The word is out and spreading. Saltwater anglers that venture beyond the flats and out to the deep blue waters of the Seychelles and Christmas Island are realizing the thrills of fly fishing for milkfish.
For a long time, many anglers wouldn’t even think about targeting milkfish when fishing these destinations, as for years they were considered to be “uncatchable” vegetarian fish that would never eat a fly.
The guides of the Seychelles worked for years to crack the code, however, and eventually, they figured out a number of methods and techniques that allowed their clients to catch these “super-charged, over-sized mullet on steroids” on a regular basis.
Milkfish are a toothless, silver-colored species that in many ways resembles a gigantic minnow. They have a large, forked black tail and can grow to almost six feet in length. While anglers will occasionally see them cruising the flats, they are incredibly hard to catch in shallow water unlikely to take a fly.
Instead, the most “possible” and consistent action is found in the deep blue water just off of the flats or just beyond the reefs. It is there where anglers may come upon milkies in schools and “swells” by the thousands! When schooling and feeding, they are typically gulping on tiny invertebrates, small fish, microscopic plankton, and – most commonly – on algae and weeds. It’s during these situations where they can be enticed to take “algae-style” flies.
Without a doubt, milkfish are difficult to catch. They can be a fish of well over 100 casts, but when an angler does finally hook into one of these vigorous fighters, get ready for a long, hard, fun battle where the use of a skiff and a net is almost always necessary to land them.
We called up long-time Seychelles guide Jako Lucas for some practical tips to help anglers connect with their first milkfish.
- Always make sure that you have the right equipment when targeting a milkfish. They are super-strong, and if you don’t have the right set up you will lose the fish because of tackle failure,” said Lucas. “We normally use 11 wt rods for them, but you can use anything from a 9 wt to a 12 wt rod with a matching saltwater reel. Be sure that the reel has a smooth reliable drag, loads of backing, a floating tropical line, and a 20-30 lbs tapered leader.”
- “A milkfish builds up no lactic acid in its muscles,” said Lucas. “This means that they can fight hard and long. Get ready for a battle. I’ve had 20lbs fish that take clients up to 2 hours to land.”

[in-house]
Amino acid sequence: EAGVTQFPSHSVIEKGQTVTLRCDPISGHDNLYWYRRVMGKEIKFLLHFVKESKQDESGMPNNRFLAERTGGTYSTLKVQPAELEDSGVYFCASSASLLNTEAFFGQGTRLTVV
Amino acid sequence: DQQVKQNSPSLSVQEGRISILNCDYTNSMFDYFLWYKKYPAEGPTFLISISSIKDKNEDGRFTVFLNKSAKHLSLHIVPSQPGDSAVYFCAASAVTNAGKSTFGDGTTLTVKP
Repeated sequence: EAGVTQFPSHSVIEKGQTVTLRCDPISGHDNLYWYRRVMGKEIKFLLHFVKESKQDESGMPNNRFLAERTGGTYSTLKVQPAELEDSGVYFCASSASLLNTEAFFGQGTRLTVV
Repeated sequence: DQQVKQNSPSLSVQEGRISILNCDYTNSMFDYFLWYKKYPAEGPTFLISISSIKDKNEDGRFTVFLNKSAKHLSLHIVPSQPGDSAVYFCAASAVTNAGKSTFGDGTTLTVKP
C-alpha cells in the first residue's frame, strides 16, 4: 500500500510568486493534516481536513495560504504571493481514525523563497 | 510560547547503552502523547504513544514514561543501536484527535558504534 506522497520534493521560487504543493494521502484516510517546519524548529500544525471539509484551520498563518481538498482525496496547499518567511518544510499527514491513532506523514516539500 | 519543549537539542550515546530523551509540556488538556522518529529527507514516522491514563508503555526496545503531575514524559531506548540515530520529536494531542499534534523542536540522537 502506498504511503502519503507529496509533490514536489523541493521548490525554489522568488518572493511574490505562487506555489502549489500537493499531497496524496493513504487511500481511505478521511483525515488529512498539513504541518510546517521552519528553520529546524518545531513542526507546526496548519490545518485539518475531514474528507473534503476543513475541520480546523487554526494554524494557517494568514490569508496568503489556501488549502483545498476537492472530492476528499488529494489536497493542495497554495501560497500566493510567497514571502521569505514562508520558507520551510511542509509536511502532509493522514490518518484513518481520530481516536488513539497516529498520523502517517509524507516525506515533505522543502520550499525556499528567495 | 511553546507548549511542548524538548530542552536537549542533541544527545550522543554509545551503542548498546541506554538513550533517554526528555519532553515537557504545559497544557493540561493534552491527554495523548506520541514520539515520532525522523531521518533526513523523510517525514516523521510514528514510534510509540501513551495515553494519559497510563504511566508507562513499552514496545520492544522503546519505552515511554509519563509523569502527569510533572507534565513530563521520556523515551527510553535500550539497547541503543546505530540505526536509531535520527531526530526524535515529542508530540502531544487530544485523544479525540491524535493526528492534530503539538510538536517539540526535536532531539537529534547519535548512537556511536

- “Always make sure you get the fly in the right feeding spot, as milkies will not move very far for the fly,” said Lucas. “So if your cast fails to get the attention of the fish, be ready to pick up and reposition another cast in the feeding zone. Patience and repetition are key.”
- Make sure you have the right fly that will float and drift correctly in the water. Very often we find that it is the fish that swim sub-surface, underneath the rising fish that will take the fly. Guides that are keen to target milkfish will tie flies that will drift in different levels in the water.”
- There are three phases during a milkfish fight,” said Lucas. “First it is the hookup, which is typically a Chinese fire drill where the fish goes crazy – jumping all over the place. During the second phase, the fish tend to break away from the larger school and head out to sea. In the third phase, as a last-ditch effort, their fight will resemble a tuna fight, where they swim straight down, fighting hard and deep in the water column. Be ready for the long haul. They take some endurance.”
- Presentation of the fly is everything,” said Lucas. “Make sure you practice casting before your trip because you will need to be accurate and able to make repetitive casts over a long period of time.”
So, if others in your group are dead-set focused on targeting bonefish or Giant Trevally, don’t overlook the opportunities that milkfish may present when the conditions are right. They are a fun fish to catch, and one of the strongest fish that can be hooked on the fly.
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